Arthur T Knackerbracket has processed the following story:

Ramanujan brings life to the myth of the self-taught genius. He grew up poor and uneducated and did much of his research while isolated in southern India, barely able to afford food. In 1912, when he was 24, he began to send a series of letters to prominent mathematicians. These were mostly ignored, but one recipient, the English mathematician G.H. Hardy, corresponded with Ramanujan for a year and eventually persuaded him to come to England, smoothing the way with the colonial bureaucracies.

It became apparent to Hardy and his colleagues that Ramanujan could sense mathematical truths — could access entire worlds — that others simply could not. (Hardy, a mathematical giant in his own right, is said to have quipped that his greatest contribution to mathematics was the discovery of Ramanujan.) Before Ramanujan died in 1920 at the age of 32, he came up with thousands of elegant and surprising results, often without proof. He was fond of saying that his equations had been bestowed on him by the gods.

More than 100 years later, mathematicians are still trying to catch up to Ramanujan’s divine genius, as his visions appear again and again in disparate corners of the world of mathematics.

The English mathematician G.H. Hardy, after receiving a letter from Ramanujan and recognizing his brilliance, arranged for him to study and work with him in Cambridge.

Ramanujan is perhaps most famous for coming up with partition identities, equations about the different ways you can break a whole number up into smaller parts (such as 7 = 5 + 1 + 1). In the 1980s, mathematicians began to find deep and surprising connections between these equations and other areas of mathematics: in statistical mechanics and the study of phase transitions, in knot theory and string theory, in number theory and representation theory and the study of symmetries.

Most recently, they’ve appeared in Mourtada’s work on curves and surfaces that are defined by algebraic equations, an area of study called algebraic geometry. Mourtada and his collaborators have spent more than a decade trying to better understand that link, and to exploit it to uncover rafts of brand-new identities that resemble those Ramanujan wrote down.

“It turned out that these kinds of results have basically occurred in almost every branch of mathematics. That’s an amazing thing,” said Ole Warnaar of the University of Queensland in Australia. “It’s not just a happy coincidence. I don’t want to sound religious, but the mathematical god is trying to tell us something.”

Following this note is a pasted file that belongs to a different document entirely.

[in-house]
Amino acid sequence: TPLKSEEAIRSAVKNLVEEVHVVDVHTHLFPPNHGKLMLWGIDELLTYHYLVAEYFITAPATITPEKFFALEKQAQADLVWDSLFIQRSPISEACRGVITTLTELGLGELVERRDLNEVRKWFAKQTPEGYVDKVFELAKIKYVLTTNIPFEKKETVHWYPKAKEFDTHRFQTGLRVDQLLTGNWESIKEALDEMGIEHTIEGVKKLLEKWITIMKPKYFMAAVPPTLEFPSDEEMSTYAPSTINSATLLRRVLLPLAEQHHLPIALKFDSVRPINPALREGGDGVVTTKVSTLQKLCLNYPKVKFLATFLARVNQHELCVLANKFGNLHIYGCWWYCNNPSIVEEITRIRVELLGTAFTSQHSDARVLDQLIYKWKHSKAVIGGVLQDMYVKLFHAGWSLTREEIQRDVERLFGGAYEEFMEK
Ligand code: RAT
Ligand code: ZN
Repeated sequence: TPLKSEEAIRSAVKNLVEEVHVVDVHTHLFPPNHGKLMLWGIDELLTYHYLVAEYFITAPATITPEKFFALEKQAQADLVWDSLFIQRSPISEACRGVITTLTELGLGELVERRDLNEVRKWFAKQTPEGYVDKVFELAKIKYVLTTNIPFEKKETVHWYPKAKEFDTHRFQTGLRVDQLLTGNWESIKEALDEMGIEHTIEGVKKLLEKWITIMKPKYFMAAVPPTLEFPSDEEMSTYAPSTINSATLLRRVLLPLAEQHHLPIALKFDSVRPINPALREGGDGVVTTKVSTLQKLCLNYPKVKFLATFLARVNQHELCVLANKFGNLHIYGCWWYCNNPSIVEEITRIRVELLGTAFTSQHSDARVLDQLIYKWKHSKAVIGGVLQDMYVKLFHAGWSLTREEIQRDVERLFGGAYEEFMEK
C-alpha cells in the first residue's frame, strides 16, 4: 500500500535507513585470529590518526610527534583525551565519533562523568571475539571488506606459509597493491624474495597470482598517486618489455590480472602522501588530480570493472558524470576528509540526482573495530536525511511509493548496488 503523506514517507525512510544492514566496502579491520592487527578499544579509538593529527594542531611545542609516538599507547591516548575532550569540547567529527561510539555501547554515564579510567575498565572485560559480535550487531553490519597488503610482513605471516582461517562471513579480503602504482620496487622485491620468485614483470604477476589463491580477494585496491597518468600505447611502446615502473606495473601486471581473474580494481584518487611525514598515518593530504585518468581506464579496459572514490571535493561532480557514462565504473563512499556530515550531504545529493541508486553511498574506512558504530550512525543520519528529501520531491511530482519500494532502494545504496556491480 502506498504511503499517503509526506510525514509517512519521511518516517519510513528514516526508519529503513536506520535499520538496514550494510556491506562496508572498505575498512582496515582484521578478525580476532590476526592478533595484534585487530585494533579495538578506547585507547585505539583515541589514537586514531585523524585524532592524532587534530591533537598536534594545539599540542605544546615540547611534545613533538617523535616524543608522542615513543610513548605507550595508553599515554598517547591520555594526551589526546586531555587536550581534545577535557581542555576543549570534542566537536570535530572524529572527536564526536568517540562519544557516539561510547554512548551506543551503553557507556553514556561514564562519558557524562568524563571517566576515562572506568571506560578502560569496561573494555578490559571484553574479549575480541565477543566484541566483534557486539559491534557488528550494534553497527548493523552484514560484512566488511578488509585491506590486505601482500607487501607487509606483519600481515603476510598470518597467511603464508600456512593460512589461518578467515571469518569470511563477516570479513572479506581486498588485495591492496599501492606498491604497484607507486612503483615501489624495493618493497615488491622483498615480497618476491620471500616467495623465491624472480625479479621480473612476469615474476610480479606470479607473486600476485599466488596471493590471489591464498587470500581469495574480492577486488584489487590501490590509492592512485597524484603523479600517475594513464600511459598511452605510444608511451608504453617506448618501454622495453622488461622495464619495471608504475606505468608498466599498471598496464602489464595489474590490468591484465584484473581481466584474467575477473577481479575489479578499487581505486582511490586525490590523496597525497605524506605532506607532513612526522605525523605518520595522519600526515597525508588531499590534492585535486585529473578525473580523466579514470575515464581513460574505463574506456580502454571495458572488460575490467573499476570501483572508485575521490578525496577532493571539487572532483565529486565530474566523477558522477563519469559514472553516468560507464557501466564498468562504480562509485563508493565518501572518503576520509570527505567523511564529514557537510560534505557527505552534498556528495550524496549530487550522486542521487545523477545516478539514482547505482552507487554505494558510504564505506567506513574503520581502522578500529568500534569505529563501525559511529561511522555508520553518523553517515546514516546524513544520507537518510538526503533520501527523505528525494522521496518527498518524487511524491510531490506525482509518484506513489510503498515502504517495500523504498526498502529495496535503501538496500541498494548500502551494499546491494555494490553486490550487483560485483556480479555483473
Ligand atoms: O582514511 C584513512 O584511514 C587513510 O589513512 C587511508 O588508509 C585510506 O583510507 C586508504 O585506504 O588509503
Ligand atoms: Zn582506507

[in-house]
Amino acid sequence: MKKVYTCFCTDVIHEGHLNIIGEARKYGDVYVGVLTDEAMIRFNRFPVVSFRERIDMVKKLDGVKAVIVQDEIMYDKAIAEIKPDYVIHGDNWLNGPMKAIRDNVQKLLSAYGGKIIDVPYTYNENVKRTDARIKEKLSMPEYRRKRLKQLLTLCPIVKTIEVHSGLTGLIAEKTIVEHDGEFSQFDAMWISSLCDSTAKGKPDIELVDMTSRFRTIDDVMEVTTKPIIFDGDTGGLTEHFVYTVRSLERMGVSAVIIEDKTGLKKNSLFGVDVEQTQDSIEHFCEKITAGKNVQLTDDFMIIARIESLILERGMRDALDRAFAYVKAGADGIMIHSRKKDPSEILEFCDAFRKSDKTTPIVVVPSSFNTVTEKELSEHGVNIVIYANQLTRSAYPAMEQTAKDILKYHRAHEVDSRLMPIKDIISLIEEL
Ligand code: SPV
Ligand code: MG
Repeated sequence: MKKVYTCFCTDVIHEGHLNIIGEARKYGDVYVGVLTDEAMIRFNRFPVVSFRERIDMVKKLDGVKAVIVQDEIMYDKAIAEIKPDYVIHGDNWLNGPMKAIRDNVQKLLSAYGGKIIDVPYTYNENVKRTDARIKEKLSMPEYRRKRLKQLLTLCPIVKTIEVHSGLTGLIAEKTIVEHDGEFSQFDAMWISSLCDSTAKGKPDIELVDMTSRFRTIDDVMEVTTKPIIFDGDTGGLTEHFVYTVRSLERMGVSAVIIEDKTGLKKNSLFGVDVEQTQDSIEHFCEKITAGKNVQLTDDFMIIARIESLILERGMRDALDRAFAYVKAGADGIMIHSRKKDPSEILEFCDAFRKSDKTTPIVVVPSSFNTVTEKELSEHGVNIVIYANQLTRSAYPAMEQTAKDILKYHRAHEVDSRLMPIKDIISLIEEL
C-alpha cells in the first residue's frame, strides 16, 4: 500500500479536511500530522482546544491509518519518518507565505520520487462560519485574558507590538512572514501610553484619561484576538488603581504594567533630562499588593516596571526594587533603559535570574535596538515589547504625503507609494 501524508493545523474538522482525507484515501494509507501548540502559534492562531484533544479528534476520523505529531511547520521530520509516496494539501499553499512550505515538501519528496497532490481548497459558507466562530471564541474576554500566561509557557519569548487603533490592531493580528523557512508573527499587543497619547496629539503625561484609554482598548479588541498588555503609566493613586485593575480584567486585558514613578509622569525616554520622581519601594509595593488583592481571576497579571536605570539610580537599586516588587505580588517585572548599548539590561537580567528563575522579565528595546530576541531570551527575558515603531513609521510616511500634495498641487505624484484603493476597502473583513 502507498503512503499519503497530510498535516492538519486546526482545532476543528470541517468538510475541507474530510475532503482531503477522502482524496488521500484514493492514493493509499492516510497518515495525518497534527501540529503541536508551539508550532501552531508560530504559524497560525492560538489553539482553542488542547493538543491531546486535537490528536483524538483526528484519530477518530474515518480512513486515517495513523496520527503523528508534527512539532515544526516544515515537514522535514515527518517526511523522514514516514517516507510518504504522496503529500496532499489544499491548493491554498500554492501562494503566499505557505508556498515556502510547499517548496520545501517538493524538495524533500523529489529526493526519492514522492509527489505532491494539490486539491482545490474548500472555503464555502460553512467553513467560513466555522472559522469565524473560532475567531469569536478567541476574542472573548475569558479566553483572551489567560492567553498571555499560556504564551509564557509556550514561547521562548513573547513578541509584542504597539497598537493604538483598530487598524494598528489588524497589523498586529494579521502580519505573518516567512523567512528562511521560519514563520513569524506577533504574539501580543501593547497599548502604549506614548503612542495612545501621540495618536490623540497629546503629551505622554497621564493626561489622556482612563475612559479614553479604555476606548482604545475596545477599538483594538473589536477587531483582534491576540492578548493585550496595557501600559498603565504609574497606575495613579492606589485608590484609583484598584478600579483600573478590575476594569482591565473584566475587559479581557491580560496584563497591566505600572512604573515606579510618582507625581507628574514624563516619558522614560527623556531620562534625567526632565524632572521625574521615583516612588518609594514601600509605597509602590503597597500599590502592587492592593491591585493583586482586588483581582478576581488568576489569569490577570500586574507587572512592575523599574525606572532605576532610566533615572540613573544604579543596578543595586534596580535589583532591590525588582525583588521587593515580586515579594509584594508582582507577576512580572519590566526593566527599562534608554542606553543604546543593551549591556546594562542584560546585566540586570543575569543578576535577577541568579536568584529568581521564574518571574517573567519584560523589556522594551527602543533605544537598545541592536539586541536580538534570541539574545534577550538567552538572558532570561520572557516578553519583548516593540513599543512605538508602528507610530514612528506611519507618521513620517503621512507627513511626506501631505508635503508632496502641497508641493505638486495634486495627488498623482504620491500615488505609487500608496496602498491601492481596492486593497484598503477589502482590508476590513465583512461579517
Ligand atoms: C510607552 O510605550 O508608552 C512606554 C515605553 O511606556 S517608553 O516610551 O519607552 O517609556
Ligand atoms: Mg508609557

[...] In September, Ono and two collaborators — William Craig and Jan-Willem van Ittersum — published yet another application for partition identities. Rather than looking for a new source from which these identities would spring, they were able to use them for an entirely different purpose: to detect prime numbers.

They took functions that counted partitions and used them to build a special formula. When you plug any prime number into this equation, it spits out zero. When you plug in any other number, it instead spits out a positive number. In this way, the partition identities can give you a way to pick out the entire set of primes from the integers, Ono said. “Isn’t that crazy?”

“Partitions are about adding and counting,” he said. “Why would they be able to detect which numbers are prime or not, on the nose, which is a multiplication thing?”

By tapping into the rich mathematical theory of modular forms, he and his colleagues found that this formula was just a glimpse of a much larger class of prime-detecting functions — infinitely many, in fact. “That’s mind-blowing to me,” Ono said. “I hope people find it beautiful.” It indicates a deeper relation between the partitions and multiplicative number theory that mathematicians are now hoping to explore.

In some ways, it makes sense that partitions keep infiltrating every corner of mathematics. “The theory of partitions is so basic,” Andrews said. “Counting stuff and adding stuff up happens in almost every branch of mathematics.”

Still, the precise nature of those connections is hard to work out. “It’s really about getting the perspective right,” Ono said.

“This is the great thing about Ramanujan’s work,” Kanade said. “It’s not just one identity he discovered, and a dead end. It’s always the tip of an iceberg. You just have to follow it through.”